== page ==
Also the officers were precisely in the area to conduct an operation to verify the intelligence report and stop any potential disturbance in the area.

RULE 130 SECTION 1 OBJECT EVIDENCE THE PEOPLE OF THE PHILIPPINES, plaintiff-appellee, vs. RODOLFO MANALO Y CABISUELAS, accused-appellant. Facts: Accused was charged for the killing of Warlito Bonilla and CarlitoDiomampo with the use of an unlicensed pistol. Accused entered a plea of not quilty but was nevertheless convicted of two counts of murder by the RTC on the positive identification by Lacbay (witness) that accused is the perpetrator of the crime. Hence this present appeal urging the court to reverse the conviction. Accused avers that the trial court erred in convicting him considering that there is no physical evidence that he fired a gun. Issue: WON accused-appellant should be acquitted on the ground of lack of physical evidence that he fired a gun? (he was not subjected to paraffin test) Held: No. The lack of physical evidence that accused fired a gun is not sufficient to acquit him. Such circumstance of the absence of physical evidence showing that accused-appellant fired a gunneither proves his innocence as well. In fact, even if he were subjected to a paraffin test and the same yields a negative finding, it cannot be definitely concluded that he had not fired a gun as it is possible for one to fire a gun and yet be negative for the presence of nitrates as when the hands are washed before the test (People vs. Talingdan, 191 SCRA 333 [1990]; People v. Roallos, 113 SCRA 584 [1982]). The Court has even recognized the great possibility that there will be no paraffin traces on the hand if, as in the instant case, the bullet was fired from a .45 Caliber pistol (People vs. Rebullar, 188 SCRA 838 [1990]). PEOPLE VS MALIMIT PEOPLE VS JUMAMOY PEOPLE OF THE PHILIPPINES, vs. ROSALINO FLORES Facts: Flores was charged of murder for the killing of Antonio Garcia with the use of a handgun. He entered a plea of not guilty proffering that he was attending the party of another person. The RTC convicted Flores of the crime charged. Hence this present appeal wherein accused asserts that there is no evidence that he shot the deceased considering that he tested negative in the paraffin test and that the gun supposedly used to kill the victim and the slugs were never presented in evidence. Issue: Whether or not the lack of object evidence warrants his acquittal? Held: No.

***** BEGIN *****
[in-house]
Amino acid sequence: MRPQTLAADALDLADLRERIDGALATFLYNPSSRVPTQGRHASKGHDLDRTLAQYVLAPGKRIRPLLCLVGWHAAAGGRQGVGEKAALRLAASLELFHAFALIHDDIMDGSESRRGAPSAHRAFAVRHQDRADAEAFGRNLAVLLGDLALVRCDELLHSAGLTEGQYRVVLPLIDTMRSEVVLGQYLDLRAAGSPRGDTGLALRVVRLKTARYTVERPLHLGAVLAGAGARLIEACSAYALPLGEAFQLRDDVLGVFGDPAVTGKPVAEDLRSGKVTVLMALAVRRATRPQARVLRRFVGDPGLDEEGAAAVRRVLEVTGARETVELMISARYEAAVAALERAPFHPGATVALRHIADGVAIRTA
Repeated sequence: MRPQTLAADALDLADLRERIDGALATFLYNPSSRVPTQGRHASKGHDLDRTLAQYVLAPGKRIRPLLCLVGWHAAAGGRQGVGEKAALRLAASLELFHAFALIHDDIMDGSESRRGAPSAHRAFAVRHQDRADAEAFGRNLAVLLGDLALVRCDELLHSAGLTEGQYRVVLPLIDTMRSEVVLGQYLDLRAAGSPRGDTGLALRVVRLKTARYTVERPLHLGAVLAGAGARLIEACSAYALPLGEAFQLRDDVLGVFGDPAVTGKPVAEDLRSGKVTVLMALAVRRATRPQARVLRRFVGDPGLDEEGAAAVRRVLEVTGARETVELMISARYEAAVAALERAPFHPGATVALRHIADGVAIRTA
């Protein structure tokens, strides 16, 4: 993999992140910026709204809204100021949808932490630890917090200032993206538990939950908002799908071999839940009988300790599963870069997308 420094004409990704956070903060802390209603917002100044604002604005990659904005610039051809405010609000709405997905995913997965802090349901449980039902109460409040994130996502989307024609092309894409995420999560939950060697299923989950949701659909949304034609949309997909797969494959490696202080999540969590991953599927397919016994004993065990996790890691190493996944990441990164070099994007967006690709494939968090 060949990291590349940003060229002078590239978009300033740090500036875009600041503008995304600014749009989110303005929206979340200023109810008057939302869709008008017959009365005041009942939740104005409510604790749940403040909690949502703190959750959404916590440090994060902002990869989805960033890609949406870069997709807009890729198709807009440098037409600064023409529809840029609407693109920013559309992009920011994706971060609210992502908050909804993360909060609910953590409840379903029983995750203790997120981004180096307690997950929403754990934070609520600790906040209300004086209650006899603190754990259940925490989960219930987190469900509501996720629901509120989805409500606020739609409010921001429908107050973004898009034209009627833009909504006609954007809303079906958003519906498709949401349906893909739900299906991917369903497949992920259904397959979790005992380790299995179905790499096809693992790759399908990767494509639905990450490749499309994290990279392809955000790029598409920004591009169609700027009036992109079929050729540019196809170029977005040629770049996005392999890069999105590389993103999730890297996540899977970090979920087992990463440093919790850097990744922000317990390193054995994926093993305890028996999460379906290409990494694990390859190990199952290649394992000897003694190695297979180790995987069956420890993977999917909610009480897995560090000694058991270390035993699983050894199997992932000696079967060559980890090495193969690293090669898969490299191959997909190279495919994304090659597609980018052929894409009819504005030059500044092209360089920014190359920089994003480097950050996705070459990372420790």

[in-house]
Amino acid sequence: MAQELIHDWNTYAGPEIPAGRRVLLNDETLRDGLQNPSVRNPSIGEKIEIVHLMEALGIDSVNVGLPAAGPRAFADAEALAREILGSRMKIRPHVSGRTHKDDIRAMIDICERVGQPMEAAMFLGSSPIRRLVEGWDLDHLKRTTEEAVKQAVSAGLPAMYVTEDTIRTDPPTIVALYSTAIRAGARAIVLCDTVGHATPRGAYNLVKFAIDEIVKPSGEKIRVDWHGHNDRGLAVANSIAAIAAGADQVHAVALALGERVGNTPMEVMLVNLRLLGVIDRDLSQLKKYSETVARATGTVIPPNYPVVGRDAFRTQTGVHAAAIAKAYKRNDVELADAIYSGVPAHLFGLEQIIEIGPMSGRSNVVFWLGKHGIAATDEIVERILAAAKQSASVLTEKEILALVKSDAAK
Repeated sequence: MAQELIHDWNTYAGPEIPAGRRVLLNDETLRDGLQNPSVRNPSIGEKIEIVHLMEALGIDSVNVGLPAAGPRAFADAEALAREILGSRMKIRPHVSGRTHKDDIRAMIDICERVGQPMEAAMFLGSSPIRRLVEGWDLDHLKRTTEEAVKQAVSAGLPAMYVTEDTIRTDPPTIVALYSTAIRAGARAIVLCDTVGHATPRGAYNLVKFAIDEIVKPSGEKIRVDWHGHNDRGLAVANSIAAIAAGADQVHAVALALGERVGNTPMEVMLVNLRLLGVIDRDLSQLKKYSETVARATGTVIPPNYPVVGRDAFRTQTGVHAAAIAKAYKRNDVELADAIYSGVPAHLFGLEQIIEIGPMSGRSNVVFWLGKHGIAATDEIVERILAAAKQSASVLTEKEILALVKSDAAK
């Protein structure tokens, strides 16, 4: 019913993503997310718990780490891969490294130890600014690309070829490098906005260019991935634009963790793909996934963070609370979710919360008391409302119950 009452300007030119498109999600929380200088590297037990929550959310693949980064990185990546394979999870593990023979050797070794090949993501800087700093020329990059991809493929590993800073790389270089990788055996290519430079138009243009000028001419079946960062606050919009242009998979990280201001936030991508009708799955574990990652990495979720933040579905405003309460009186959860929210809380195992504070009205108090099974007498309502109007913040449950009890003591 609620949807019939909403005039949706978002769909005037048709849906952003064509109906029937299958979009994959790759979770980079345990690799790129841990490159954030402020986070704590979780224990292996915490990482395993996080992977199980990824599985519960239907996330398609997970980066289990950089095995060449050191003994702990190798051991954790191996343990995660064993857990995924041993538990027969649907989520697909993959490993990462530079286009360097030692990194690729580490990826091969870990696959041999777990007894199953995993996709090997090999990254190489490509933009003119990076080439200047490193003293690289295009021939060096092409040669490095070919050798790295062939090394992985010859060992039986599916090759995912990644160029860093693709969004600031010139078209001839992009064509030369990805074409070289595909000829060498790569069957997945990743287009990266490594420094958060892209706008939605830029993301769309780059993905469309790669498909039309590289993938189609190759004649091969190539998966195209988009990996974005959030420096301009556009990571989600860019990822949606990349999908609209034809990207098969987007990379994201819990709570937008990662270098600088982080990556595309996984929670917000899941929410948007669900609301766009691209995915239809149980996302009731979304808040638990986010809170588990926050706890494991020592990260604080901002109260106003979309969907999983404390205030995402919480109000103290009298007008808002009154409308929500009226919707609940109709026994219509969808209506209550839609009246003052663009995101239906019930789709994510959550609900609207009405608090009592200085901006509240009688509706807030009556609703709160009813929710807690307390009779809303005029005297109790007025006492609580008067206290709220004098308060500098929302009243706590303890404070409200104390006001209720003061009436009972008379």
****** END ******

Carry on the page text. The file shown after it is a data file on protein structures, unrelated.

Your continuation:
The fact that accused-appellant tested negative in the paraffin test; that the prosecution did not present the gun used in the commission of the crime and the slug recovered from the body of the victim is of no moment. It has been held that the negative findings of the paraffin test do not conclusively show that a person did not discharge a firearm at the time the crime was committed for the absence of nitrates is possible if a person discharged a firearm with gloves on, or if he thoroughly washed his hands thereafter. Since accused-appellant submitted himself for paraffin test 3 days after the shooting, it is likely that he has already washed his hands thoroughly and removed all traces of nitrates in his hand. It has also been held that the non-presentation by the prosecution of the gun used and the slug recovered from the body of the victim is not fatal to the casewhen there is positive identification of the assailant, as in the instant case. The victims daughter, Myla, positively identified accused as the perpetrator of the crime since she saw him pointing a gun at her father and when she shouted, "siJianggo, siJianggo," Flores ran away. Another witness, Roberto Santiago, saw the accused fleeing the scene of the crime while holding a gun. Although Myla and Roberto may not have seen the accused-appellant in the actual act of shooting the victim, the unrebutted testimony of the witnesses for the prosecution point to him as the only person who may have been responsible for the commission of the crime to the exclusion of any other person. At the time Myla and Roberto saw accused-appellant they were at a distance reasonable to make an accurate identification. Myla was only an arm's length away, while Roberto was 10 to 11 meters away from accused-appellant. Further, Myla and Roberto are familiar with the accused-appellant as they live in the same place and accused-appellant is Myla's uncle.

RULE 130 SECTION 3 BEST EVIDENCE RULE RULE 130 SECTION 9 PAROL EVIDENCE RULE